• IDN and gTLD introductory sessions video

    During the Cairo meeting in, ICANN together with Domaine.info produced a number of videos covering the main sessions and topics, with each video fronted by a member of either the staff or a chair of the relevant supporting organization or advisory committee. You can find...
  • What changes do you want to see to the ICANN magazine in 2009?

    The monthly magazine was first published in August 2007 in order to give the community a monthly update of what ICANN was working on and what had happened recently. At the time, it was very difficult to follow what the organization was actually doing unless you attended...
  • Applicant Guidebook comment period update

    The first comment period for the Applicant Guidebook has now closed for English speakers, and will close on 7 January for those responding in Arabic, Chinese, French, Russian or Spanish. The responses sent in will now be carefully compiled and summarized. In the New Year,...
  • Joint AC/SO chairs meeting video

    For the first time at an ICANN meeting, we held a joint Supporting Organization and Advisory Committee chairs public meeting. The idea was to get the different arms of ICANN to cover the topics and areas that most concerned them and to have their different viewpoints on...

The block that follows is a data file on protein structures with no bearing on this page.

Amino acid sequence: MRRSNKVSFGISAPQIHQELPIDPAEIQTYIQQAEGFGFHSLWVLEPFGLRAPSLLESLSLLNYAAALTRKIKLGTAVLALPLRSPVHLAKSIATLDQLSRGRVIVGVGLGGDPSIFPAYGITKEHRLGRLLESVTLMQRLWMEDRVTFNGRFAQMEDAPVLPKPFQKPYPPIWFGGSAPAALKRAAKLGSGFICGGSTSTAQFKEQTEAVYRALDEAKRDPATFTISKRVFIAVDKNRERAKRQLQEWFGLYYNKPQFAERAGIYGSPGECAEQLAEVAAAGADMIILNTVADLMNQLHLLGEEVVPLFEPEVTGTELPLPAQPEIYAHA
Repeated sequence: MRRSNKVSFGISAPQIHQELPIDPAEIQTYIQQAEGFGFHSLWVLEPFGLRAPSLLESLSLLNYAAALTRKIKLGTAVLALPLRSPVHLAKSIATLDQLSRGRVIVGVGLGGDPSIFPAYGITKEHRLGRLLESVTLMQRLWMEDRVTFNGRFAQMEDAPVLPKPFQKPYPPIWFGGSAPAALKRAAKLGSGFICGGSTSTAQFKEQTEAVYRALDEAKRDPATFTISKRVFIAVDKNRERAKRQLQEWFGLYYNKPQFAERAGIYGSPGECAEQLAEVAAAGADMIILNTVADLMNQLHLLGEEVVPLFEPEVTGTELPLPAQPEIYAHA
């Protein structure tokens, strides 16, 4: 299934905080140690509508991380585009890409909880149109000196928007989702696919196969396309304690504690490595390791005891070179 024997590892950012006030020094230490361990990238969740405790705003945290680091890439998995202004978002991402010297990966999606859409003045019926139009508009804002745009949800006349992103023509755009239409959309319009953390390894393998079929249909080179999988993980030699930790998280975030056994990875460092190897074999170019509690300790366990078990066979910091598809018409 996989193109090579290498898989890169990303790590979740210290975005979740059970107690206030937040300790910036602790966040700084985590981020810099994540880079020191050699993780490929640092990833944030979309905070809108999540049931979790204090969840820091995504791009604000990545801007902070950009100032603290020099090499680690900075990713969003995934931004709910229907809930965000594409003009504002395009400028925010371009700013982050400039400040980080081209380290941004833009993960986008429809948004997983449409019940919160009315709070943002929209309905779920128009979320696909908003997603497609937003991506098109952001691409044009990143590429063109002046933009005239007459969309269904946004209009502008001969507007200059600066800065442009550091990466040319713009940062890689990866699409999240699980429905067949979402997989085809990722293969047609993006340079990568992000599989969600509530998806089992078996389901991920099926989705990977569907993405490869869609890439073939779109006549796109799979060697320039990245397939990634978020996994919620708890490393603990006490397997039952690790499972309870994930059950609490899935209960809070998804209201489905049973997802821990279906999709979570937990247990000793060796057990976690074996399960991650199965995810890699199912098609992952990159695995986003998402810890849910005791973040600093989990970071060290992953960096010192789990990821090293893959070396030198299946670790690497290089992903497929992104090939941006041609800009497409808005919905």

Recent Announcements

Domain Name System
Internationalized Domain Name ,IDN,"IDNs are domain names that include characters used in the local representation of languages that are not written with the twenty-six letters of the basic Latin alphabet ""a-z"". An IDN can contain Latin letters with diacritical marks, as required by many European languages, or may consist of characters from non-Latin scripts such as Arabic or Chinese. Many languages also use other types of digits than the European ""0-9"". The basic Latin alphabet together with the European-Arabic digits are, for the purpose of domain names, termed ""ASCII characters"" (ASCII = American Standard Code for Information Interchange). These are also included in the broader range of ""Unicode characters"" that provides the basis for IDNs. The ""hostname rule"" requires that all domain names of the type under consideration here are stored in the DNS using only the ASCII characters listed above, with the one further addition of the hyphen ""-"". The Unicode form of an IDN therefore requires special encoding before it is entered into the DNS. The following terminology is used when distinguishing between these forms: A domain name consists of a series of ""labels"" (separated by ""dots""). The ASCII form of an IDN label is termed an ""A-label"". All operations defined in the DNS protocol use A-labels exclusively. The Unicode form, which a user expects to be displayed, is termed a ""U-label"". The difference may be illustrated with the Hindi word for ""test"" — परीका — appearing here as a U-label would (in the Devanagari script). A special form of ""ASCII compatible encoding"" (abbreviated ACE) is applied to this to produce the corresponding A-label: xn--11b5bs1di. A domain name that only includes ASCII letters, digits, and hyphens is termed an ""LDH label"". Although the definitions of A-labels and LDH-labels overlap, a name consisting exclusively of LDH labels, such as""icann.org"" is not an IDN."